Antibody engineering has allowed for the rapid generation of binding agents against virtually any antigen of interest, predominantly for therapeutic applications. Considerably less attention has been given to the development of diagnostic reagents and biosensors using engineered antibodies. Recently, we produced a novel pentavalent bispecific antibody (i.e., decabody) by pentamerizing two single-domain antibodies (sdAbs) through the verotoxin B subunit (VTB) and found both fusion partners to be functional. Using a similar approach, we have engineered a bispecific pentameric fusion protein consisting of five sdAbs and five cellulose-binding modules (CBMs) linked via VTB. To find an optimal design format, we constructed six bispecific pentamers consisting of three different CBMs, fused to the Staphylococcus aureus-specific human sdAb HVHP428, in both orientations. One bispecific pentamer, containing an N-terminal CBM9 and C-terminal HVHP428, was soluble, non-aggregating, and did not degrade upon storage at 4 ºC for over six months. This molecule was dually functional as it bound to cellulose-based filters as well as S. aureus cells. When impregnated in cellulose filters, the bispecific pentamer recognized S. aureus cells in a flow-through detection assay. The ability of pentamerized CBMs to bind cellulose may form the basis of an immobilization platform for multivalent display of high-avidity binding reagents on cellulosic filters for sensing of pathogens, biomarkers and environmental pollutants. Full article
(This article belongs to the Special Issue Pathogen Sensors)
Open AccessArticle Development of a Novel, Ultra-rapid Biosensor for the Qualitative Detection of Hepatitis B Virus-associated Antigens and Anti-HBV, Based on “Membrane-engineered” Fibroblast Cells with Virus-Specific Antibodies and Antigens
Sensors 2009, 9(3), 2176-2186; doi:10.3390/s90302176
Received: 3 February 2009 / Revised: 16 March 2009 / Accepted: 25 March 2009 / Published: 25 March 2009
Cited by 14 | PDF Full-text (180 KB) | HTML Full-text | XML Full-text
Abstract
A novel miniature cell biosensor detection system for the detection of Hepatis B virus (HBV)-associated antigens and anti-HBV is described. The biosensor is based on “membrane-engineered” Vero fibroblast cells immobilized in an alginate matrix. The membrane-engineering process involved the electroinsertion of anti-HBV [...] Read more.
A novel miniature cell biosensor detection system for the detection of Hepatis B virus (HBV)-associated antigens and anti-HBV is described. The biosensor is based on “membrane-engineered” Vero fibroblast cells immobilized in an alginate matrix. The membrane-engineering process involved the electroinsertion of anti-HBV specific antibodies (anti-HBs, anti-HBe) or antigens (HBsAg) in the membranes of the Vero cells. The attachment of a homologous antigen to the electroinserted antibody (or, respectively, of the antibody to the electroinserted antigen) triggered specific changes to the cell membrane potential that were measured by appropriate microelectrodes, according to the principle of the Bioelectric Recognition Assay (BERA). The sensor was used for screening 133 clinical blood serum samples according to a double-blind protocol. Considerably higher sensor responses were observed against HBV-positive samples, compared with responses against negative samples or samples positive for heterologous hepatitis viruses such as Hepatitis C (HCV) virus. Detection of anti-HBs antibodies was made possible by using a biosensor based on immobilized Vero cells bearing the respective antigen (HBsAg). The observed response was rapid (45 sec) and quite reproducible. Fluorescence microscopy observations showed that attachment of HBV particles to cells membrane-engineered with anti-HBs was associated with a decrease of [Ca2+]cyt. The perspectives for using the novel biosensor as a qualitative, rapid screening, high throughput assay for HBV antigens and anti-HBs in clinical samples is discussed. Full article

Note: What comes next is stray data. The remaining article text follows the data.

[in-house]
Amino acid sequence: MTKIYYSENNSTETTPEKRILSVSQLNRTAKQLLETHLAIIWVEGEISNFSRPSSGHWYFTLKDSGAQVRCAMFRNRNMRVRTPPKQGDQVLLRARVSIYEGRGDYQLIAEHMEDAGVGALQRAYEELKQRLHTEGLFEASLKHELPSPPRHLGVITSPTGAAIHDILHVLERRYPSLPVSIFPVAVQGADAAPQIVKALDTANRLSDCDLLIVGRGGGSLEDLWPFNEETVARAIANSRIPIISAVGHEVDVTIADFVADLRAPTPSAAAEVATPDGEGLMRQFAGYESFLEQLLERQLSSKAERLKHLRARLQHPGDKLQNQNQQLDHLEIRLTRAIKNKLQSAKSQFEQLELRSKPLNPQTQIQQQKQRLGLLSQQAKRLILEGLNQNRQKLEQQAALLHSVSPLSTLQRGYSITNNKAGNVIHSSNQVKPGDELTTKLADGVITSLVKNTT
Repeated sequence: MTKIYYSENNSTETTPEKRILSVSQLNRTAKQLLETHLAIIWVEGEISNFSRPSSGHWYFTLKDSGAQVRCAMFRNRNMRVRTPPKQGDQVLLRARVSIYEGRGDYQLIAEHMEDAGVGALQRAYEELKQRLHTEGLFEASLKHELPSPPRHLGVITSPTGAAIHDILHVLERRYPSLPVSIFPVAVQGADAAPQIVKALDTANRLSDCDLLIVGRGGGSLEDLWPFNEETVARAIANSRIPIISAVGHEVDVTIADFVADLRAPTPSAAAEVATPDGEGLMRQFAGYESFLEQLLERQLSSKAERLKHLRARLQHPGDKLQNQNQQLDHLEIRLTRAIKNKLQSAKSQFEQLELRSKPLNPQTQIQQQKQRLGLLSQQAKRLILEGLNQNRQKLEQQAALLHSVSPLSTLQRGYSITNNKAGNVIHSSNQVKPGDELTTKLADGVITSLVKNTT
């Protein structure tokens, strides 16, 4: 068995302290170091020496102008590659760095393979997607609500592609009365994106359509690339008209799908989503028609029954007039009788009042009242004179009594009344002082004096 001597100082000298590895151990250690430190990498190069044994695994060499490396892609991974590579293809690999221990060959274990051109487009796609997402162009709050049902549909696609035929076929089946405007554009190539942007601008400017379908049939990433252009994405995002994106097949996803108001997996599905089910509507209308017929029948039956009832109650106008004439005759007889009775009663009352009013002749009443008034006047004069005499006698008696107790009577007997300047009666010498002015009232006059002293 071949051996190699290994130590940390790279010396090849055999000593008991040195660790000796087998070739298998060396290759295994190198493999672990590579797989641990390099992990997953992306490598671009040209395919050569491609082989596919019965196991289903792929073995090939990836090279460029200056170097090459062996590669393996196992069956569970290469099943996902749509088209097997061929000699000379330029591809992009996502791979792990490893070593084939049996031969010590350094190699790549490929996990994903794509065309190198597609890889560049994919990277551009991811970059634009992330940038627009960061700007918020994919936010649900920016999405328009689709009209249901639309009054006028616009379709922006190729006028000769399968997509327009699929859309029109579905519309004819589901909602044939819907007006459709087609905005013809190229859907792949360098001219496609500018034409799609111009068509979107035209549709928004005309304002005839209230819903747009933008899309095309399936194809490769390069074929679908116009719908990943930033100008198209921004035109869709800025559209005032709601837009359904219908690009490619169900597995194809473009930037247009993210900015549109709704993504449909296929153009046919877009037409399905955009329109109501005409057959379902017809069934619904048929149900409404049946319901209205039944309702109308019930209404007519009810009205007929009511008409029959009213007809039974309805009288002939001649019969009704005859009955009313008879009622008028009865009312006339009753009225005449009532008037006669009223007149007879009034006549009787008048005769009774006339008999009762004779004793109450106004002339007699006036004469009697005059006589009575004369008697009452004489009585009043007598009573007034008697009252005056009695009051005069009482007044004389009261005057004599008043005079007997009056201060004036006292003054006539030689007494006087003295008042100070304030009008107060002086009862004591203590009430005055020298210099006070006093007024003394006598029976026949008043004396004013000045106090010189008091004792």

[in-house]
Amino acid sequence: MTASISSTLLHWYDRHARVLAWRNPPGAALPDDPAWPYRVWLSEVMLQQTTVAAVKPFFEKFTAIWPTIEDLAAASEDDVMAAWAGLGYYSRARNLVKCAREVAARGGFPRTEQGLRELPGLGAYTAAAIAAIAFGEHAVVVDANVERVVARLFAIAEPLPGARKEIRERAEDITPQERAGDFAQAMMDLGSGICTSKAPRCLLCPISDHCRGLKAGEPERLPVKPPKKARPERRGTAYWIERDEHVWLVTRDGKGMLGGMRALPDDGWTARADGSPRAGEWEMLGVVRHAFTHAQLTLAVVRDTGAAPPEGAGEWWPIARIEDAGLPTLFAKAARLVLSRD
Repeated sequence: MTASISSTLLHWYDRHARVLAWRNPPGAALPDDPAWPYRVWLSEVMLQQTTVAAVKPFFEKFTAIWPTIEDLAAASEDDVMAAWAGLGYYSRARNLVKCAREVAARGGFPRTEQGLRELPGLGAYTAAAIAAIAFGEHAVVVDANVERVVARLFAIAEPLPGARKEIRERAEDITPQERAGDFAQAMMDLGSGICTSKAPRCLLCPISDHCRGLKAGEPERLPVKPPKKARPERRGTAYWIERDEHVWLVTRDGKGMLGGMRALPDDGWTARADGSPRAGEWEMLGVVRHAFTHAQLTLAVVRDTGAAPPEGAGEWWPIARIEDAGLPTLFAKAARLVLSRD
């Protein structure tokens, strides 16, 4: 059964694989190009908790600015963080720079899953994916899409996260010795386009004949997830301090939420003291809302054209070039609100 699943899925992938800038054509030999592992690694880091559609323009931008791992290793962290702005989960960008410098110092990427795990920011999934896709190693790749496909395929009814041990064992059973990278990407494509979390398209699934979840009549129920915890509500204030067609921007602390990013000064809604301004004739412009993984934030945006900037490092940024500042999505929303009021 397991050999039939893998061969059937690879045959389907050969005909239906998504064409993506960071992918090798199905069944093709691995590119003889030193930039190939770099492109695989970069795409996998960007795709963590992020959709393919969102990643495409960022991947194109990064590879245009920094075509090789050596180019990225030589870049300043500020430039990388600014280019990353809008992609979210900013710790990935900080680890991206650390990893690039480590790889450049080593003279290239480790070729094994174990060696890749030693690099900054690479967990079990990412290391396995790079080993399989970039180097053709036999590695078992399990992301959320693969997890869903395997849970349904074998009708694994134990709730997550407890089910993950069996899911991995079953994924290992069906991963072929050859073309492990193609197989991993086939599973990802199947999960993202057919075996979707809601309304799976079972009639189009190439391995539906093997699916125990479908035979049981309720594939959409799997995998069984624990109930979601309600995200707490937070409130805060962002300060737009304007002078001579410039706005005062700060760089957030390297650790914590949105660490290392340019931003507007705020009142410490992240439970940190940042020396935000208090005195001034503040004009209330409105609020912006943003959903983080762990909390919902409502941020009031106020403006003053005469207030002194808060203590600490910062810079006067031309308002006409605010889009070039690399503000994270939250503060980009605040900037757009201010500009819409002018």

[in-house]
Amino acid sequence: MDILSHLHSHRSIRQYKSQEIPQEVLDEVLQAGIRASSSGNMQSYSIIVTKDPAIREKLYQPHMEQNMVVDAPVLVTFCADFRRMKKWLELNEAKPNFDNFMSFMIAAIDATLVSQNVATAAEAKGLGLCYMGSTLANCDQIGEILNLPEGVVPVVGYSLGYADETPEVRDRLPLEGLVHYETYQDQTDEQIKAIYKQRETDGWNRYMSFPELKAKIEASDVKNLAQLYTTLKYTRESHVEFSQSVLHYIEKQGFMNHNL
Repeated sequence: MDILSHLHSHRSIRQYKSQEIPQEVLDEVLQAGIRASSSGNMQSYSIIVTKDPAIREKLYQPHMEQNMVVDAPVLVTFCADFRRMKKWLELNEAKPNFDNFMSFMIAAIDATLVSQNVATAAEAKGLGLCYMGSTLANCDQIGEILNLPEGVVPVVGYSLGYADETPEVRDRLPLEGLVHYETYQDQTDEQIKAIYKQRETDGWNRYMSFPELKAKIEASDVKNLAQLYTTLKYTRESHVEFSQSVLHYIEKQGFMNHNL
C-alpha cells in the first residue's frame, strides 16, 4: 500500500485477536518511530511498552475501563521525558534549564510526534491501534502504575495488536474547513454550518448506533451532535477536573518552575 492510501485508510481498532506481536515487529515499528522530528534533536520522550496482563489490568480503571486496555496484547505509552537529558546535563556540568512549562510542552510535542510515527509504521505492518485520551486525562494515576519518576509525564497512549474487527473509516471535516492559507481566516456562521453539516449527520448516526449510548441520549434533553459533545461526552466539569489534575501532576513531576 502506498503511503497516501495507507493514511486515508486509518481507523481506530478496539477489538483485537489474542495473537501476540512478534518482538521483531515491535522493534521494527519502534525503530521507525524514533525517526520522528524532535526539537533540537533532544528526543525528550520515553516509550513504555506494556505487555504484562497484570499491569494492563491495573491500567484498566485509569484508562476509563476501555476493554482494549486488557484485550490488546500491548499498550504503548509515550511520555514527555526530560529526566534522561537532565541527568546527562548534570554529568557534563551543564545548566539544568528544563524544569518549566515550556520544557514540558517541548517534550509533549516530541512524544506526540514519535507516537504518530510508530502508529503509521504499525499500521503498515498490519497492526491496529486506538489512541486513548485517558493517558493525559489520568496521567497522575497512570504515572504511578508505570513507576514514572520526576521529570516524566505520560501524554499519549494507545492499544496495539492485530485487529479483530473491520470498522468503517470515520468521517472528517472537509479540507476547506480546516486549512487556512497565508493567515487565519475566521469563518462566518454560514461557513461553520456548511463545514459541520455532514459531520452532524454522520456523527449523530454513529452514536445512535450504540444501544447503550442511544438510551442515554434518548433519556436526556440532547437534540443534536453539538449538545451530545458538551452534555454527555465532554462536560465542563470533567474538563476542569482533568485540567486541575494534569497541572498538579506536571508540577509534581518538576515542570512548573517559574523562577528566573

(This article belongs to the Special Issue Pathogen Sensors)
Open AccessArticle Apparent Thixotropic Properties of Saline/Glycerol Drops with Biotinylated Antibodies on Streptavidin-Coated Glass Slides: Implications for Bacterial Capture on Antibody Microarrays
Sensors 2009, 9(2), 995-1011; doi:10.3390/s90200995
Received: 28 November 2008 / Accepted: 11 February 2009 / Published: 16 February 2009
Cited by 2 | PDF Full-text (505 KB) | HTML Full-text | XML Full-text
Abstract